Drug aids recovery of damaged neurons in stroke

May 25, 2022
Drug aids recovery of damaged neurons in stroke

A blood vessel blockage that interrupts blood flow to the brain and causes neuronal death is a cause of ischaemic stroke – it is notoriously hard to recover fine motor control lost to ischaemic stroke, for which long-term rehabilitation is often required. A team at Ohio State University (OSU) reveal that an existing drug could help recovery by boosting growth of undamaged neurons to take over lost function.

According to the OSU team, a drug known as gabapentin can restore motor functions as it rewires the undamaged part of the brain – usually located in the brain hemisphere opposite the stroke-affected region – to repair broken connections between neurons.

Gabapentin blocks the expression of a receptor protein called alpha2delta2, which can become “hyperexcited” after an injury like a stroke and prevents nerve axon growth that could patch up the damage. Gabapentin is already in use for neurological disorders in humans such as nerve pain and seizures, so its safety record and side effects are already known.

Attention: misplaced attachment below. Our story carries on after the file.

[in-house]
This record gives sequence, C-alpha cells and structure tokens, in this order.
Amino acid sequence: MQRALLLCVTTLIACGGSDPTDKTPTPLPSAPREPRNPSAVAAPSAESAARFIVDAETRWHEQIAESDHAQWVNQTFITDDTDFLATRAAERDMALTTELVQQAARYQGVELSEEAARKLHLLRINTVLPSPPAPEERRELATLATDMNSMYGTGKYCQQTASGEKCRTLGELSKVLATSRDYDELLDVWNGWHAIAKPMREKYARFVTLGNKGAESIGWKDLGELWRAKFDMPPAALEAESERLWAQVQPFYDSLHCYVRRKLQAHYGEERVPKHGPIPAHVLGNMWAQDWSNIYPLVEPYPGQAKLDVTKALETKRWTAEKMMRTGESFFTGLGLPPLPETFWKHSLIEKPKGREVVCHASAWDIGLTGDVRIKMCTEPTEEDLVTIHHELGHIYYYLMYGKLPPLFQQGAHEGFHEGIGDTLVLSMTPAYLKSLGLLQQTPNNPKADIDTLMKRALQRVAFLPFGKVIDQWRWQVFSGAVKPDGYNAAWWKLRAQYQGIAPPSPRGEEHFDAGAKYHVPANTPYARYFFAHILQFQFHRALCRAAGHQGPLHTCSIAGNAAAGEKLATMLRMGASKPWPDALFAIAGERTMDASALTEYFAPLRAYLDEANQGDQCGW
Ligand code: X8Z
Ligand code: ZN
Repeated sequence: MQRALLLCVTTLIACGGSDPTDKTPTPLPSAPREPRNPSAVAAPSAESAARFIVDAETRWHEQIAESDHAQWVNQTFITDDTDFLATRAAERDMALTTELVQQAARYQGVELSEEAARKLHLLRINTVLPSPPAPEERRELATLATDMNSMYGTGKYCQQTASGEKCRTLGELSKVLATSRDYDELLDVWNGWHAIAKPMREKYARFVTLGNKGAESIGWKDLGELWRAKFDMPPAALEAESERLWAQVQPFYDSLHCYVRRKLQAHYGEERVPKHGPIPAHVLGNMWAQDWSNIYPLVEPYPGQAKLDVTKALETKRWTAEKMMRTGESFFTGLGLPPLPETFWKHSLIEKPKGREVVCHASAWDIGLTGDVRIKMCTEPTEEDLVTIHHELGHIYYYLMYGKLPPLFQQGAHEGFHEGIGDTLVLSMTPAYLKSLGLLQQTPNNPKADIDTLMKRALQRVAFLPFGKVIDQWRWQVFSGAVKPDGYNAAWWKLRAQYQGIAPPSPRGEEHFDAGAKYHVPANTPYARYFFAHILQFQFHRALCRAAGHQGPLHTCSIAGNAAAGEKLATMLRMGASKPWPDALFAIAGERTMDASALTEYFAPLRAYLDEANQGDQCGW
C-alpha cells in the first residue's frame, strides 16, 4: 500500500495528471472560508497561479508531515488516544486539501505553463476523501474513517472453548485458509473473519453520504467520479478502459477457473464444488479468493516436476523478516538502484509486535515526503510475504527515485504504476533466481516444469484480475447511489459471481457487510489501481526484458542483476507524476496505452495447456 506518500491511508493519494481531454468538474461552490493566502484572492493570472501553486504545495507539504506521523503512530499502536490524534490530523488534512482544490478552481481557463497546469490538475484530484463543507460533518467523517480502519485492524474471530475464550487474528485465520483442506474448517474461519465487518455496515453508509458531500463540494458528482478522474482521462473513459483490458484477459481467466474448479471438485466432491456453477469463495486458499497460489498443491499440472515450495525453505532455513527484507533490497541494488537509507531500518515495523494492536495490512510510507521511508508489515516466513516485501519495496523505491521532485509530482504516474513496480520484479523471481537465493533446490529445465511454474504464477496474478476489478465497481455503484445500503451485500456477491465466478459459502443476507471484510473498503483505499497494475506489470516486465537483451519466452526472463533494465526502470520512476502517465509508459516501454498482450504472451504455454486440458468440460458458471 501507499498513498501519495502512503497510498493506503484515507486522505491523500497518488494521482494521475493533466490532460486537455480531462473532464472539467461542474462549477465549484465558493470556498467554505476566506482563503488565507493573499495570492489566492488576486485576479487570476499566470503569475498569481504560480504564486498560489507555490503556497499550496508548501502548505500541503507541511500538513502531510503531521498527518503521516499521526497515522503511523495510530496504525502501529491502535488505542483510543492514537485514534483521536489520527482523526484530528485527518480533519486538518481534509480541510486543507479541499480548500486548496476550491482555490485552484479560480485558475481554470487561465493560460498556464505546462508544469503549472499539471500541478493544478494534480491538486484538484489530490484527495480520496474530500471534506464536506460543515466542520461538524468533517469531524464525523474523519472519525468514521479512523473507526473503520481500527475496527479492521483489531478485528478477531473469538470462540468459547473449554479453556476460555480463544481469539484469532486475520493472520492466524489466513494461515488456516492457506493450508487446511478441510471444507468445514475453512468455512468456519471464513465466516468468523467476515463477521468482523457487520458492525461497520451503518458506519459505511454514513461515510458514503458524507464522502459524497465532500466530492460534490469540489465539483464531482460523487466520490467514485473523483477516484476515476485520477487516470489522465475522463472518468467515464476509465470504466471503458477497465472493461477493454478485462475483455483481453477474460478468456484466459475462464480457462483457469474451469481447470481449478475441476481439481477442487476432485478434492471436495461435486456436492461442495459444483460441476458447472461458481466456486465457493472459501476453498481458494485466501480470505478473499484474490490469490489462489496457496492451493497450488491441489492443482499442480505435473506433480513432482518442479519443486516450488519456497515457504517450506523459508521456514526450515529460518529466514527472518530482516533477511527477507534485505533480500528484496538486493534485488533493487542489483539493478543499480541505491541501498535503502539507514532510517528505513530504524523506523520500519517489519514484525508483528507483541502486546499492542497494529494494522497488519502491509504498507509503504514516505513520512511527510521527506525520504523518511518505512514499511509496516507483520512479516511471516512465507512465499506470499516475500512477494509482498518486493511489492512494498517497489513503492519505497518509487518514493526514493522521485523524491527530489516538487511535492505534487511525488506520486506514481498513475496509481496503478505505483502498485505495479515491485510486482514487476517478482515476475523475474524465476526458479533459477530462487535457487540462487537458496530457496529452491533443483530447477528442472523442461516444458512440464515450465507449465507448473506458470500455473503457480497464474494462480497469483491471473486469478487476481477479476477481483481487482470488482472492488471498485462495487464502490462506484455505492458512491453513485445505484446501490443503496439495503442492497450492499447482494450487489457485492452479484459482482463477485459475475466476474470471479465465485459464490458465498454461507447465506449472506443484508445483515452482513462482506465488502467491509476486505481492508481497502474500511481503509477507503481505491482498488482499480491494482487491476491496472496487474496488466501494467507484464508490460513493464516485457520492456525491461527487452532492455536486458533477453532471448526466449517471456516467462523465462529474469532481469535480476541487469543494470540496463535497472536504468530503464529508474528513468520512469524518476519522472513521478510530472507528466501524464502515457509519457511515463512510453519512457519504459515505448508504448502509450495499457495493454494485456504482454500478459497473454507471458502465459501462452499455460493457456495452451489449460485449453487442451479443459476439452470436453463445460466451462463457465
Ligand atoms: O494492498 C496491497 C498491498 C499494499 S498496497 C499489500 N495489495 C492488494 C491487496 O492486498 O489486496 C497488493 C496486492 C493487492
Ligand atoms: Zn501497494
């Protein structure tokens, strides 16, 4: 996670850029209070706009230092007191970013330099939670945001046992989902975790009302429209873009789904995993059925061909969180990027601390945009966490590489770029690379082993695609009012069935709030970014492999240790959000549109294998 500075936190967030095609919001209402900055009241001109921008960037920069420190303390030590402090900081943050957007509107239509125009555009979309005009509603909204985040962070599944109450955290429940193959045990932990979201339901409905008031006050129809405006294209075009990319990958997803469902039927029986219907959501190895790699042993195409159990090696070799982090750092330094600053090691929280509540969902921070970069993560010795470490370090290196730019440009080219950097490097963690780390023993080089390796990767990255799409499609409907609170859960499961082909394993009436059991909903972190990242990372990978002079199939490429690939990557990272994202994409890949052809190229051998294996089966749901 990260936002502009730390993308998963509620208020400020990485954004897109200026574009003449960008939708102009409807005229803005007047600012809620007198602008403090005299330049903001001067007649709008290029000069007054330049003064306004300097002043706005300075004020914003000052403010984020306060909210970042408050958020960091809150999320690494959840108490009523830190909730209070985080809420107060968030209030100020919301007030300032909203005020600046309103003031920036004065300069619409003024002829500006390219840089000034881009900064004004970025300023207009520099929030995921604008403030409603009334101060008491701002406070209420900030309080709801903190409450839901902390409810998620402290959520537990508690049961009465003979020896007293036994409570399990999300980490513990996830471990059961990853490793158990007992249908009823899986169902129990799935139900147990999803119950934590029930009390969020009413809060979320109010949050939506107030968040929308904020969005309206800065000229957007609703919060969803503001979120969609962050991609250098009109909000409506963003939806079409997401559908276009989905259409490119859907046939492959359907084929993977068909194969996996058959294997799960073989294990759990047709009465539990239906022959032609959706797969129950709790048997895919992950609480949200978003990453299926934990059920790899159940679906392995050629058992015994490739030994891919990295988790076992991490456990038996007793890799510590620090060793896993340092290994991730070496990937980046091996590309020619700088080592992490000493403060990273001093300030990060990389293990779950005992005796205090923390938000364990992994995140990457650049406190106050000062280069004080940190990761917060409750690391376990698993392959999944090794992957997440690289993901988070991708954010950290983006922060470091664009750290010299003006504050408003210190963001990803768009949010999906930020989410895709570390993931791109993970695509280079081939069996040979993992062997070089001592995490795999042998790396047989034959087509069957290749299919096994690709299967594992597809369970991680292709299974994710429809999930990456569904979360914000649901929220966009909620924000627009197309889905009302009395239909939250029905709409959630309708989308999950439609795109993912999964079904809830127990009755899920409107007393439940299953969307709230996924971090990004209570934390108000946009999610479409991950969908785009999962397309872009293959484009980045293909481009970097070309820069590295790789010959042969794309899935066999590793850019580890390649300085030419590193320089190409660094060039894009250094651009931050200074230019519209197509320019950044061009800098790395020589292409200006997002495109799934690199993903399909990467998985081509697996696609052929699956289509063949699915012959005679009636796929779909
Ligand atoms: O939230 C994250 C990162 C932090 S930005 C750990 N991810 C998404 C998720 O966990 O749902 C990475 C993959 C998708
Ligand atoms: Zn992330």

When the OSU team administered gabapentin daily for six weeks to mice following a stroke, the animals were seen to recover a great degree of fine motor function in their forelimbs. This improvement persisted two weeks after treatment ended, indicating that the changes were solidified in the nervous system.

“Imagine this protein is the brake pedal and recovery is the gas pedal. You can push on the gas pedal but can’t accelerate as long as you’re also pushing on the brake pedal,” said Andrea Tedeschi, an Assistant Professor of Neuroscience in OSU’s College of Medicine.

“If you start lifting the brake pedal and continuously press on the gas, you can really speed up recovery. We think that is gabapentin’s effect on neurons, and there is a contribution of non-neuronal cells that tap into this process and make it even more effective,” he surmised.

Read: New finding to prevent plaque buildup and heart attack/stroke

Category: Education, Features

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